Many expressions used the word "mad". One is "mad as a hatter." Another is "mad as a March hare." Both these expressions are based on the same children's book - Lewis Carroll's Alice's Adventures in Wonderland. The story is about Alice, a girl who falls through a hole in the ground into a very unusual place. Alice meets strange people and animals, including a disappearing cat. The cat tells Alice, "In that direction lives a hatter. And in that direction lives a March hare. Visit either you would like. They both are mad."
Alice has tea with the Hatter and the March hare. It is the strangest tea party you could imagine. Alice decides that the cat was right. Both the Hatter and the March hare are mad. Alice in Wonderland is a make-believe story. But some of it was based on fact. Hatters - people who made hats - used the element mercury in making and shaping hats. After years od working with mercury, many hat-makers suffered from mercury poisoning. They lost control of their muscles and many became insane. So, there was a reason for the expression "mad as a hatter."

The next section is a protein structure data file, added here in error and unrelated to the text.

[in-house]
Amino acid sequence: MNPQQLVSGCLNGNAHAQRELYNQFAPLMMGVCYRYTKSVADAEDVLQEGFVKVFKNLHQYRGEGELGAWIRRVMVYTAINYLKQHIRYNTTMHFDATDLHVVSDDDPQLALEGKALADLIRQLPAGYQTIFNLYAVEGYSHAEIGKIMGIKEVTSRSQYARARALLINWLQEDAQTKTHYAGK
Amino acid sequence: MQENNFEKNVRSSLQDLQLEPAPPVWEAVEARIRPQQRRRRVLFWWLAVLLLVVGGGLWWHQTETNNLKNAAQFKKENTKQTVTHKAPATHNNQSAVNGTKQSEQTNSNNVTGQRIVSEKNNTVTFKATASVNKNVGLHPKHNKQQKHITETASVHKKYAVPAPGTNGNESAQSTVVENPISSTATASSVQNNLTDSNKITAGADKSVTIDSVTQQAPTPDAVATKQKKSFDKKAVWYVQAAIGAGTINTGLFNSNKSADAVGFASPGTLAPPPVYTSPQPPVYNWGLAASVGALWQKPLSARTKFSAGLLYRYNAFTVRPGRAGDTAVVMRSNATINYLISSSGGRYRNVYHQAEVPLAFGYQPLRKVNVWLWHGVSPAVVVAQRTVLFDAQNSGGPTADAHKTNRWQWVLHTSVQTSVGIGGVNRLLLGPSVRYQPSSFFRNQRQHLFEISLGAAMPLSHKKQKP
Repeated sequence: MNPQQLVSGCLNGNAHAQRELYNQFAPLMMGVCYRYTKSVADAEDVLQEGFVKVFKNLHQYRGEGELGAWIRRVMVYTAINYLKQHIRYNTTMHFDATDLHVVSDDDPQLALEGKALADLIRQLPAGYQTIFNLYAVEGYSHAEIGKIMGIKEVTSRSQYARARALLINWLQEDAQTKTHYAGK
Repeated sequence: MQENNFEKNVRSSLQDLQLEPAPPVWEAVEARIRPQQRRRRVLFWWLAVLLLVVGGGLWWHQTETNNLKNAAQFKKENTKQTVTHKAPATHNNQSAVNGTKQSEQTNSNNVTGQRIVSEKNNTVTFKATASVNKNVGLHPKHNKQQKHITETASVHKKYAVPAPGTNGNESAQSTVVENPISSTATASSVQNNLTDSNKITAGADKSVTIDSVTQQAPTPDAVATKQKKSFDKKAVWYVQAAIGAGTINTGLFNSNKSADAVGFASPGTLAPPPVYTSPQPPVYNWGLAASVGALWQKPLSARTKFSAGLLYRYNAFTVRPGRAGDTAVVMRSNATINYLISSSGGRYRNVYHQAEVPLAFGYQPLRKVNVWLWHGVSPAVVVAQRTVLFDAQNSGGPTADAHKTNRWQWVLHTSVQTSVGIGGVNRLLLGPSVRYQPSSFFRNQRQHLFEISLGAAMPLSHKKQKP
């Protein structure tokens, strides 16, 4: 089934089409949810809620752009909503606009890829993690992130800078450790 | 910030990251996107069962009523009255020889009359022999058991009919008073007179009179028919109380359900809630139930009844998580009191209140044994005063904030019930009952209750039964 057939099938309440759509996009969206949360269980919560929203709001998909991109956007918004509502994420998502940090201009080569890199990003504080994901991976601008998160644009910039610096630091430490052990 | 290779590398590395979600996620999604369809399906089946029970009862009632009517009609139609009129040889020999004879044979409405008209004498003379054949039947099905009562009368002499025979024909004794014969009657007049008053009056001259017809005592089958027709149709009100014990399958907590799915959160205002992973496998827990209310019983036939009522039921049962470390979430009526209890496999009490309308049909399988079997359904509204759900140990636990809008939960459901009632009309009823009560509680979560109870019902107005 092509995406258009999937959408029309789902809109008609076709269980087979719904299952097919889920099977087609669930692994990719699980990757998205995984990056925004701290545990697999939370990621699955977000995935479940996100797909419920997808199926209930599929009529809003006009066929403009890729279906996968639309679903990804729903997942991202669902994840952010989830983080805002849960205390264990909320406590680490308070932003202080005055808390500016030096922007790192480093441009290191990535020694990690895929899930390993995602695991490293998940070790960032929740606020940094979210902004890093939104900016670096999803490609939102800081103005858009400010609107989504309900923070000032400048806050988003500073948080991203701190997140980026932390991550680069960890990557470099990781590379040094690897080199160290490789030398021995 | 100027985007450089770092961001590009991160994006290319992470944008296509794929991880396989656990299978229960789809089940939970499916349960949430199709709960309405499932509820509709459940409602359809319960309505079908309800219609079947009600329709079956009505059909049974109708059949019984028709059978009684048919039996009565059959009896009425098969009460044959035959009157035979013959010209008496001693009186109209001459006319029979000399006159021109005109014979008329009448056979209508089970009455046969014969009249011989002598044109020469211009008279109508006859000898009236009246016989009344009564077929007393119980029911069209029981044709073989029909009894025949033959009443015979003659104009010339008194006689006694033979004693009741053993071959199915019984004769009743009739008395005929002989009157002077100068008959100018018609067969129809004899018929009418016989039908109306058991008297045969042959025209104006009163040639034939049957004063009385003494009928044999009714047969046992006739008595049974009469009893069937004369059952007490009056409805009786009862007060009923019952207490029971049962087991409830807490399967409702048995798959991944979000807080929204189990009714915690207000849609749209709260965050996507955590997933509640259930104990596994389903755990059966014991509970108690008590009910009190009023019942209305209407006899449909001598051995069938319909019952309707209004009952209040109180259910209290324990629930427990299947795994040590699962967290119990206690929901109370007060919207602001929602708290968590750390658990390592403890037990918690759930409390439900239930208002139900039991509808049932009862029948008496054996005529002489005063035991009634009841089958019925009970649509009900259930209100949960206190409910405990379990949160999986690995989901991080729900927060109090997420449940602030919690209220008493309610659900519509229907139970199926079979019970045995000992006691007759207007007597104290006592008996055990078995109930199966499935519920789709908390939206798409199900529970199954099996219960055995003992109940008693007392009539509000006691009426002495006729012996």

"Mad as March hare" is even easier to explain. In the spring - usually in the month of March - hares, or rabbits appear to go insane. They can be seen in fields hitting the ground with their back legs. Jumping up and down. Throwing their bodies in circles in the air. The hares appears to be insane. But they are only doing what comes naturally. So, the hare is not mad all the time... just in the month of March.
Another expression, "mad as a wet hen" is not about insanity. It is about anger. People use the expression to describe someone who is really angry.